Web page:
Photography with iPods and iPhones

The first and most important thing to remember when capturing images with your iPod or iPhone is to start with good composition. Take a look at the composition section of this site. My top 3 compositional tips for photography with iPods and iPhones are: perspective, get closer and look for the details and rule of thirds.

Once you have a good handle on these compositional techniques then I would start looking at my favourite applications to use to capture images.

If you are only going to get one app, I would get camera+.

There are a few things I really like about it. First, I like the ability to put two fingers on the screen and one becomes your focus point and the other becomes your exposure point. On the iPod and iPhone, you can only place one finger on the screen and it acts as your focus and your exposure. Which a lot of the time is fine. However, there are times when you try to focus on something and it may be white or bright and the camera underexposes your image. Camera+ allows you the flexibility to control the exposure precisely.

I dragged the circular aperture icon over to the shadows and the camera exposed correctly for the shadows.

When I dragged the circular aperture icon over to the brightest part of the image, it exposed the highlights correctly.

This is an example of wanting to use precise exposure and focusing. The is water sitting at the bottom of a water slide and I was attracted to the colours and the reflection. When I focused on the reflection with my regular iPhone camera, the images was too dark. So I opened camera+ and was able to set the focus point where I wanted it (on the reflection) and I could move the exposure icon around until I got the exposure that I wanted.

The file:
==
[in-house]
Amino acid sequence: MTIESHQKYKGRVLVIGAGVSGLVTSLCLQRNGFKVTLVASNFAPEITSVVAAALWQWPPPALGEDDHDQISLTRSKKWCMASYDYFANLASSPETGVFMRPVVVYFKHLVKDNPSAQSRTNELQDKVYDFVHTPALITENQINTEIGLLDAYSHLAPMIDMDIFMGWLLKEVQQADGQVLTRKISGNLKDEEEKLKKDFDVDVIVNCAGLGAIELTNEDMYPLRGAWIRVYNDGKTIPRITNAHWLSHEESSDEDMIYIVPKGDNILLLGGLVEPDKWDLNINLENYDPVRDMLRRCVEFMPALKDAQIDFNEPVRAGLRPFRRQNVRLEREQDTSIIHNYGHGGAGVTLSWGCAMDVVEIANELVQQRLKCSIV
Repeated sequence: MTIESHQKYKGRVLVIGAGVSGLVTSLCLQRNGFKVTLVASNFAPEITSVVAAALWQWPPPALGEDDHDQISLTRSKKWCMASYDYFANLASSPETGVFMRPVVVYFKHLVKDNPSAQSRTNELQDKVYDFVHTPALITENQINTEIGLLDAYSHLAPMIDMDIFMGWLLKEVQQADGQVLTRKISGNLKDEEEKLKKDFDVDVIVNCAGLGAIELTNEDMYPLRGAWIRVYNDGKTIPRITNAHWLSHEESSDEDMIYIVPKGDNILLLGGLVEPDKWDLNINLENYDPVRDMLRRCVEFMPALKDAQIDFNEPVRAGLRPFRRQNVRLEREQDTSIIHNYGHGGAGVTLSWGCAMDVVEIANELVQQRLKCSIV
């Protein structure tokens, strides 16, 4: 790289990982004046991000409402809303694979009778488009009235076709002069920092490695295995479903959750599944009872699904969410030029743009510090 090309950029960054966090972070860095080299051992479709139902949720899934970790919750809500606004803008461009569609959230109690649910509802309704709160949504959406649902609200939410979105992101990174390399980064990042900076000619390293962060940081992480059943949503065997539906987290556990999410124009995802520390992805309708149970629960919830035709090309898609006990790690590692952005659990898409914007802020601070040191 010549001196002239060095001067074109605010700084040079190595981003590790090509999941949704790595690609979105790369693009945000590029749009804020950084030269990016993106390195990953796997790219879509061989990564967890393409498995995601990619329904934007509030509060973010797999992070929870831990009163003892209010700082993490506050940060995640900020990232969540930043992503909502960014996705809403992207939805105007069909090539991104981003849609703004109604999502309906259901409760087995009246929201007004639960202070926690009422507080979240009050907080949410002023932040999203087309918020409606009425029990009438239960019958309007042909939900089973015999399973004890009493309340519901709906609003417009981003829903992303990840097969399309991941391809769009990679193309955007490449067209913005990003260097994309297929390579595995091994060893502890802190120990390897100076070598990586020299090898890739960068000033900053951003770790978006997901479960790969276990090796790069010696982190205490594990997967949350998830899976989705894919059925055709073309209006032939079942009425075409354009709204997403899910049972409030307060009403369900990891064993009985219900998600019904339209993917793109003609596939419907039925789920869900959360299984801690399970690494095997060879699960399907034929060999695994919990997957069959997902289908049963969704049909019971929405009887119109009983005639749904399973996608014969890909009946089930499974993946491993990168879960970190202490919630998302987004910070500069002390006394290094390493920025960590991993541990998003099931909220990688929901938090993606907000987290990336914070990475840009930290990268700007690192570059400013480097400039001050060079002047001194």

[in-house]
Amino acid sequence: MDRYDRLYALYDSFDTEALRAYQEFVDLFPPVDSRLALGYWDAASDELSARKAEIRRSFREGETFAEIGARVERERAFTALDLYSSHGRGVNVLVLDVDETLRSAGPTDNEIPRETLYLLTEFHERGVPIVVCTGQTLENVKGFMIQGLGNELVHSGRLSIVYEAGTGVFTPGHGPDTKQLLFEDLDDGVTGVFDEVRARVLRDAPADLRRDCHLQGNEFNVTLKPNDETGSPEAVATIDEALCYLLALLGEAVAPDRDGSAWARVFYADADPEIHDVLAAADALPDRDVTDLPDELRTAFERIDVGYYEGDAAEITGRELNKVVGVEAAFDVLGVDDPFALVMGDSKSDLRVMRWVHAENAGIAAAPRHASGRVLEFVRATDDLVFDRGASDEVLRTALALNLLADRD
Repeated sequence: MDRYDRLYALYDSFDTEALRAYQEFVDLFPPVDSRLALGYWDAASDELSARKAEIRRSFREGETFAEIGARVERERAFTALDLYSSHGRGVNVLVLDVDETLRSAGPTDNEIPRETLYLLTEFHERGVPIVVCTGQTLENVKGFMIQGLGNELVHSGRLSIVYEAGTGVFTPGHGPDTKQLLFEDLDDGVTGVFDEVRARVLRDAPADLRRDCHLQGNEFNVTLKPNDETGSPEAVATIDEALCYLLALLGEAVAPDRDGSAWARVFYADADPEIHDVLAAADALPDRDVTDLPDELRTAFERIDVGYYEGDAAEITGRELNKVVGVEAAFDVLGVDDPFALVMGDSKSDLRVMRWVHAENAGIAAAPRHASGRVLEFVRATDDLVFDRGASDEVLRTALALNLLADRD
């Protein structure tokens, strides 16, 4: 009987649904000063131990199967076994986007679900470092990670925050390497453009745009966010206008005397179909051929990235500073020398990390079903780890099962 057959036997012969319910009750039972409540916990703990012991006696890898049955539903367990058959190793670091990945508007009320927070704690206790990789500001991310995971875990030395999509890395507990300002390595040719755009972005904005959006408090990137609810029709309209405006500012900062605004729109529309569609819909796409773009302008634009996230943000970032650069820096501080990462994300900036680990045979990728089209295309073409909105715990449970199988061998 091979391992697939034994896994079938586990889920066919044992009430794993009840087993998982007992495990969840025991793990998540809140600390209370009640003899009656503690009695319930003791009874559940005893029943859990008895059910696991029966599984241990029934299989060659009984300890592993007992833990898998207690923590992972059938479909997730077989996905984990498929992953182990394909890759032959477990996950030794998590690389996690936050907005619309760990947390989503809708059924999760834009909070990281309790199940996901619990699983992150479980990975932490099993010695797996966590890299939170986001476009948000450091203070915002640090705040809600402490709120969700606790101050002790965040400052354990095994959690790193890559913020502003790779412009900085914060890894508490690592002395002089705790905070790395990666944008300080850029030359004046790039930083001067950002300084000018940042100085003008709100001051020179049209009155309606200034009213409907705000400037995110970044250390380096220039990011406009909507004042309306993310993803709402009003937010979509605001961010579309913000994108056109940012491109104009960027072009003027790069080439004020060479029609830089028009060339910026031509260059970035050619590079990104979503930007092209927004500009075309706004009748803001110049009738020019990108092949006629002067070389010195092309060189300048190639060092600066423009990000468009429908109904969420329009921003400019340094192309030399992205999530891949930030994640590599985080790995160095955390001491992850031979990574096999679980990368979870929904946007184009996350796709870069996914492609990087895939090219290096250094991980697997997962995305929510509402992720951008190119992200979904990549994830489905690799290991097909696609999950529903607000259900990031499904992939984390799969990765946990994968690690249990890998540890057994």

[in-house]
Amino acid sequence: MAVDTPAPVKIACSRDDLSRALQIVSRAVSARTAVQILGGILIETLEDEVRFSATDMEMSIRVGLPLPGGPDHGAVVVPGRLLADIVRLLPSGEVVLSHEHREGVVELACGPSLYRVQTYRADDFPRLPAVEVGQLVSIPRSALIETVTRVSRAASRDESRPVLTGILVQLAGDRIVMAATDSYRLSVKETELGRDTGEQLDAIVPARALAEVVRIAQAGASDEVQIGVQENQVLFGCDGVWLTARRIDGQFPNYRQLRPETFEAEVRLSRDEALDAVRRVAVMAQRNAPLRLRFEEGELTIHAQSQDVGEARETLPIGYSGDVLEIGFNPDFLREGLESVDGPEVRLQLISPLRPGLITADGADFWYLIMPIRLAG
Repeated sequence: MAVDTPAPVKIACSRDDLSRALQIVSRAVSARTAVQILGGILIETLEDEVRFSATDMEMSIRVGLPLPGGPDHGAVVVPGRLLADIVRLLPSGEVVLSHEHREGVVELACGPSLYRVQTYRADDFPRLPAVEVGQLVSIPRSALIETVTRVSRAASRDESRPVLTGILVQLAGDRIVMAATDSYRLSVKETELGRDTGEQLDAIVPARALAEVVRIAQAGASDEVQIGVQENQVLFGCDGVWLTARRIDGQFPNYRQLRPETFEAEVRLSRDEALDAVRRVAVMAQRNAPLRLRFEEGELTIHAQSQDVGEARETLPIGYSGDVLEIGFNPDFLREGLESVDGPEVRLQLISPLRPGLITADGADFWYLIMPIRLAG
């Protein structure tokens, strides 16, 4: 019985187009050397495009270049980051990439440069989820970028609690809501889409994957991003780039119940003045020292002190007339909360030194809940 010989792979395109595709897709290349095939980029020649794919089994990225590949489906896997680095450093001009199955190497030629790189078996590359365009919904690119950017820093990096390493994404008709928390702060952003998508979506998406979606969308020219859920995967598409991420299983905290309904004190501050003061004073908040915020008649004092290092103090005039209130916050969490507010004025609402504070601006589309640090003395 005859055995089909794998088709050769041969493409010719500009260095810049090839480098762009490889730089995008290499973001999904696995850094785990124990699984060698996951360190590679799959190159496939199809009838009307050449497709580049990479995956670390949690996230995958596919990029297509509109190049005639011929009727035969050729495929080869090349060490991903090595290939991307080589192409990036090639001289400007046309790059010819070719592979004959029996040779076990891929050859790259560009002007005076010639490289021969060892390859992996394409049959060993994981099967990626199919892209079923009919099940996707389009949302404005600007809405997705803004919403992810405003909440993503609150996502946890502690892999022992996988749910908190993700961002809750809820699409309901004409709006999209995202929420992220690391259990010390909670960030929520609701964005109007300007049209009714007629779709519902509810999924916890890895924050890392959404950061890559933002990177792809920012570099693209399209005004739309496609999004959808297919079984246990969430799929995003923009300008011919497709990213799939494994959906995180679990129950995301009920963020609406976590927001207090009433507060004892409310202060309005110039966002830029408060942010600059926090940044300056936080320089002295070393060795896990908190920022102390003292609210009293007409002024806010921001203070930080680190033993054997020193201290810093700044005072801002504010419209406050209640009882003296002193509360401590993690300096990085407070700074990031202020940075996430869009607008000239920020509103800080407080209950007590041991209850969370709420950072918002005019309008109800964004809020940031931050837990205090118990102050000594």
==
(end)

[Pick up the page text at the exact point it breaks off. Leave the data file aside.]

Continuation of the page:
One of the other great things about camera+ is that it allows the user to apply some filters and borders to your images. Below are some screen shots of some of the effects (FX) and borders you have access to.

        

To build upon these effects I like to use a free app called pxlromatic. One tip I have is to add multiple effects onto one image. I do this by saving an effect to my camera roll and then re-importning the image back into pixlromtic or camera+. Here is an example of an image that has been treated with multiple effects by re-importing the image multiple times.

The original image captured with an iPhone

Treated with various filters in Camera+ and pxlromatic

This image has a much different feel than the one treated with a blue filter. I love to experiment with borders and filters BUT remember to start with a strong image compositionally first.

Leave a Reply

Fill in your details below or click an icon to log in:

WordPress.com Logo

You are commenting using your WordPress.com account. Log Out / Change )

Twitter picture

You are commenting using your Twitter account. Log Out / Change )

Facebook photo

You are commenting using your Facebook account. Log Out / Change )

Google+ photo

You are commenting using your Google+ account. Log Out / Change )

Connecting to %s

%d bloggers like this: